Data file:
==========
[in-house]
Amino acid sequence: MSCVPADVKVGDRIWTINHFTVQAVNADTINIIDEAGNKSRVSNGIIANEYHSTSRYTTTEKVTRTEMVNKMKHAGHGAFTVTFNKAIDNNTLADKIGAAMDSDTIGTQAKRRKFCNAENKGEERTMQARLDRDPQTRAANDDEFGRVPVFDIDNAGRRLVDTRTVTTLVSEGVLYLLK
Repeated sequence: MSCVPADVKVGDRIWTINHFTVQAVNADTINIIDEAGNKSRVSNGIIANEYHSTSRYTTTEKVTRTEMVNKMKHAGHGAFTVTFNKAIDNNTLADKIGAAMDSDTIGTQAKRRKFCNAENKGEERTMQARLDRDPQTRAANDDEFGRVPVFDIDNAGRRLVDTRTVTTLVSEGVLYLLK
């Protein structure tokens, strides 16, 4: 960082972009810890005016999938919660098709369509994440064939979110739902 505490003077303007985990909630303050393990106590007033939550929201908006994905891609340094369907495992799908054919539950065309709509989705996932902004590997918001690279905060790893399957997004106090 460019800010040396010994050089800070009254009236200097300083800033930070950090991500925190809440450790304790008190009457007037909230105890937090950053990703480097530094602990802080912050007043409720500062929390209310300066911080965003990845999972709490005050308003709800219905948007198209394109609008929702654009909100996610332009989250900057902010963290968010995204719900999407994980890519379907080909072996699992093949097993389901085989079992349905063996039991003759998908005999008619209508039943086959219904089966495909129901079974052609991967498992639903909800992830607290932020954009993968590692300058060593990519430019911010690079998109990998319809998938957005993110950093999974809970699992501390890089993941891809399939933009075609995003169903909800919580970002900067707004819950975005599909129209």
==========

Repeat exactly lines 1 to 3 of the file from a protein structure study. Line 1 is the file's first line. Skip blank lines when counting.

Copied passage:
[in-house]
Amino acid sequence: MSCVPADVKVGDRIWTINHFTVQAVNADTINIIDEAGNKSRVSNGIIANEYHSTSRYTTTEKVTRTEMVNKMKHAGHGAFTVTFNKAIDNNTLADKIGAAMDSDTIGTQAKRRKFCNAENKGEERTMQARLDRDPQTRAANDDEFGRVPVFDIDNAGRRLVDTRTVTTLVSEGVLYLLK
Repeated sequence: MSCVPADVKVGDRIWTINHFTVQAVNADTINIIDEAGNKSRVSNGIIANEYHSTSRYTTTEKVTRTEMVNKMKHAGHGAFTVTFNKAIDNNTLADKIGAAMDSDTIGTQAKRRKFCNAENKGEERTMQARLDRDPQTRAANDDEFGRVPVFDIDNAGRRLVDTRTVTTLVSEGVLYLLK